Cons, Converse, Chuck Taylors, All Stars, Chucks — the sneakers that go by many nicknames have been a staple of American footwear since the 1960s. The ubiquitous high-top design for a time was associated with pop-punk and alternative cool before being subsumed into the mass cultural imagination as an empty signifier of individuality. Nowadays, Converse are a bit of a sartorial cliche; they’re most commonly seen on groomsmen during “quirky” weddings.
The story of Vans slip-ons, which also gained popularity in surfer and skater subcultures before becoming an inauthentic symbol of rebellion, isn’t so dissimilar. While the iconic checkerboard patterns were eye-catching for a time, it’s now easy to spot who hopped on the bandwagon only after the shoes got trendy.
Converse and Vans were so beloved because they’re both undeniably comfortable and affordable. But these classic sneakers tend to fall apart within months, meaning you’re likely to spend more on replacements than you would if you dropped a bit more in the first place.
If you’re thinking it’s time to retire these stalwart sneakers and find some great alternatives, we’ve got you covered. Here are some other ideas that are far more stylish and won’t run ragged after three wears.
Nike is one of the best workout brands out there because of it’s style and durability. Pretty much everything in the Nike Air Force line is impeccably styled, ranging from the more post-modern or deconstructed Rebel and Off-White variants to the more classic and streamlined versions popularized by basketball players in the United States. The camo prints or bold color patterns allow for overt displays of personality, while monochrome colorways show off minimalist sensibilities. And as far as comfort goes? Can’t get much better than these — thick padding on the sides and a strong sole guarantee easy wearing for at least a year.
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Avant-garde designer Yohji Yamamoto’s legendary team-up with Adidas has brought the cool, minimalist aesthetic of his couture to athletic wear. The line became a staple for a certain strain of athleisure enthusiasts with the advent of the so-called “health goth” aesthetic in the mid-2010s. But you don’t have to be a gym rat or an adherent of darkness to appreciate the Yuben Low, a smart 2020 update of the classic low-top sneaker. The Japanese influence is apparent in the sleek and unexpected lines and curvatures of this unique shoe. Think of it as a much more sophisticated version of what you’ve probably already been wearing. Plus they make for great walking shoes.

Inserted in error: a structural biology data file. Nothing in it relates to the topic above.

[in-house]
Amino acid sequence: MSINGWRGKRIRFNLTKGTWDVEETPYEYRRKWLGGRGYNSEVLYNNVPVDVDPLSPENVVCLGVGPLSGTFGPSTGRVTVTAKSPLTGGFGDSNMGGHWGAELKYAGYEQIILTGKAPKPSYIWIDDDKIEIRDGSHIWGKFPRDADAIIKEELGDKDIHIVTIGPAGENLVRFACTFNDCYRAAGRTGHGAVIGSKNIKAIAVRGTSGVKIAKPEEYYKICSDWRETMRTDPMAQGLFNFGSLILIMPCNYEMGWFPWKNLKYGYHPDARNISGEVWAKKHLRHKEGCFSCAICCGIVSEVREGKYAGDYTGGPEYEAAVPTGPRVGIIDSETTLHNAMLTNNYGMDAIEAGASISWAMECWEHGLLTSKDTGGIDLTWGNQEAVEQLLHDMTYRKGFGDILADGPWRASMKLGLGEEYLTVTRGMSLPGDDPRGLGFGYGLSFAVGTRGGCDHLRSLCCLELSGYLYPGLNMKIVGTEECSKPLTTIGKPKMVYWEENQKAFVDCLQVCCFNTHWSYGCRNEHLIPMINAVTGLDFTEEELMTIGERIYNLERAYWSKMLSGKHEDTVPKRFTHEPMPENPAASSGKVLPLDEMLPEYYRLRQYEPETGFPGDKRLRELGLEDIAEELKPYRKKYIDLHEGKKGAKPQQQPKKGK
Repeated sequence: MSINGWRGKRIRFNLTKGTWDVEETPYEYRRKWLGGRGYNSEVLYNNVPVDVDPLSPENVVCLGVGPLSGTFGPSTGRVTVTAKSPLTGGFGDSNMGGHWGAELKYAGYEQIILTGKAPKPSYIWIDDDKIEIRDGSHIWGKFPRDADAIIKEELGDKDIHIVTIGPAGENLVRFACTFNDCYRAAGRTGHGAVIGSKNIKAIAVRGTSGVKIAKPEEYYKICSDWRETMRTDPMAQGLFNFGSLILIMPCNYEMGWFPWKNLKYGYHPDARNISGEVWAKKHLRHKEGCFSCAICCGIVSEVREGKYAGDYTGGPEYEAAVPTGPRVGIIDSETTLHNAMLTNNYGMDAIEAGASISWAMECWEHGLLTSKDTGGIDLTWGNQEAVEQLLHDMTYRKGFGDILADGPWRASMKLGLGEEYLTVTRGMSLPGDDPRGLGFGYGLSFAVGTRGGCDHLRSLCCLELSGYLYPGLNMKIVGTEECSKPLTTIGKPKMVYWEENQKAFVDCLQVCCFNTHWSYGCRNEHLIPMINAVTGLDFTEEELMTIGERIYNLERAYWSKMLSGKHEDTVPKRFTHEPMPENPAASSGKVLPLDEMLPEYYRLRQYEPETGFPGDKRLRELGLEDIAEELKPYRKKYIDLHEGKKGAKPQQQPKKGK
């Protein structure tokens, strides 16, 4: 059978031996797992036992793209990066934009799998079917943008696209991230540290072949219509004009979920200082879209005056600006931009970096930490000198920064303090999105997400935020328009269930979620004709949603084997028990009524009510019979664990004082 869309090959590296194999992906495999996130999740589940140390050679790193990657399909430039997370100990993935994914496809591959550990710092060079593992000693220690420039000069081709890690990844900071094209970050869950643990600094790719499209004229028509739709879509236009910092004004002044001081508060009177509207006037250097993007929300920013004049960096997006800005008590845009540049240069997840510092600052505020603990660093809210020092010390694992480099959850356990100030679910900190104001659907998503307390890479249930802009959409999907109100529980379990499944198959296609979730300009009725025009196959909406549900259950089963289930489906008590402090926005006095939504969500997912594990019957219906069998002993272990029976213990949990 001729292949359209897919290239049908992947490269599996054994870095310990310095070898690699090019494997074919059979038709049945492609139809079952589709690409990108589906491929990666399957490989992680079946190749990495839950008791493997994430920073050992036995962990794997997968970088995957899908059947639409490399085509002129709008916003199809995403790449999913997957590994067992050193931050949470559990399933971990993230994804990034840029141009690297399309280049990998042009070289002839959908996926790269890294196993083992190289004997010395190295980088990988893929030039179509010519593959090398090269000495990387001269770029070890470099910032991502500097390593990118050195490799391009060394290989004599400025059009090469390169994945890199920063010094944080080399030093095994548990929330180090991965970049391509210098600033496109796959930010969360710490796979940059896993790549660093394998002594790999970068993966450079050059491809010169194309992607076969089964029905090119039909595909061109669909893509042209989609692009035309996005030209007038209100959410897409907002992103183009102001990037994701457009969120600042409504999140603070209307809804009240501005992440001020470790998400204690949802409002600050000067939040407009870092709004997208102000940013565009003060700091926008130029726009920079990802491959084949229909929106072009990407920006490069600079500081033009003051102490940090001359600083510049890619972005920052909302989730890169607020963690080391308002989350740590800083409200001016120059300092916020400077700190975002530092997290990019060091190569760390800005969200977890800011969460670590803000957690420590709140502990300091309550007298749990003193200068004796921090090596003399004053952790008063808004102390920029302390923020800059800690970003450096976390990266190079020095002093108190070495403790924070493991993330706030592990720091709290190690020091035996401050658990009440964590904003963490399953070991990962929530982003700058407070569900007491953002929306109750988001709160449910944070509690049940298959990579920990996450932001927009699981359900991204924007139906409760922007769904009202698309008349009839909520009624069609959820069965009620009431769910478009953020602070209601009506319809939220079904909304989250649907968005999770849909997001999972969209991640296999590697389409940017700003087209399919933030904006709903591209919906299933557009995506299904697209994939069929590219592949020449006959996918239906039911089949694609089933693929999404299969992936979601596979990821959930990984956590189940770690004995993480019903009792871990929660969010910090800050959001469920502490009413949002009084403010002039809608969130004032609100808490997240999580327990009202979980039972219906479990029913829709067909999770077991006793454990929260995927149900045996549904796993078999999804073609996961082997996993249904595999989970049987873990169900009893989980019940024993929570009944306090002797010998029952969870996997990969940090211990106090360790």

Originally worn in the 1966 Olympics by Mexican athletes (hence the name), these shoes — specifically his custom yellow/black palette — were popularized by actor and legendary martial artist Bruce Lee in his posthumously released film Game Of Death. The style had been discontinued for a while by the time Kill Bill was released in 2003, making Uma Thurman’s outfit even more gag-worthy for tried and true sneakerheads. The Bride’s footwear was so iconic the pair from the film was featured in an art exhibit on legendary sneakers at the Brooklyn Museum. Onitsuka has since revived and slightly updated the sleekly designed shoes. If the yellow and black is too bold, there are more demure colorways currently available. And don’t even fret about comfort or durability: if they’re good enough for Bruce and Beatrix, you’ll be fine.
Keeping with the countercultural theme of Vans and Cons, Doc Martens have been a symbol of antiauthoritarianism since they became popular with British punk rockers in the days of the Sex Pistols. They’ve lost a bit of their subcultural cool since, but they’re so well made it’s hard to care. Although best known for their leather boots, their newer ventures into sneakers — using vegan-friendly canvas and rubber — live up to the brand’s reputation of creating footwear that lasts several eternities, without the trouble of having to break them in.
This British alternative brand has a bevy of vegan options for those looking to bring dark glamour into their wardrobe. Creepers had been a staple of gothic style before Rihanna reinvented the design in her buzzed-about and critically acclaimed Fenty Puma collections. But now that those are kaput, TUK’s originals (which had inspired the Bad Girl) will have to do. The leopard prints are for more daring sartorialists, and the black (faux) suede or simpler (faux) leathers are for the more demure — but still make quite a statement.
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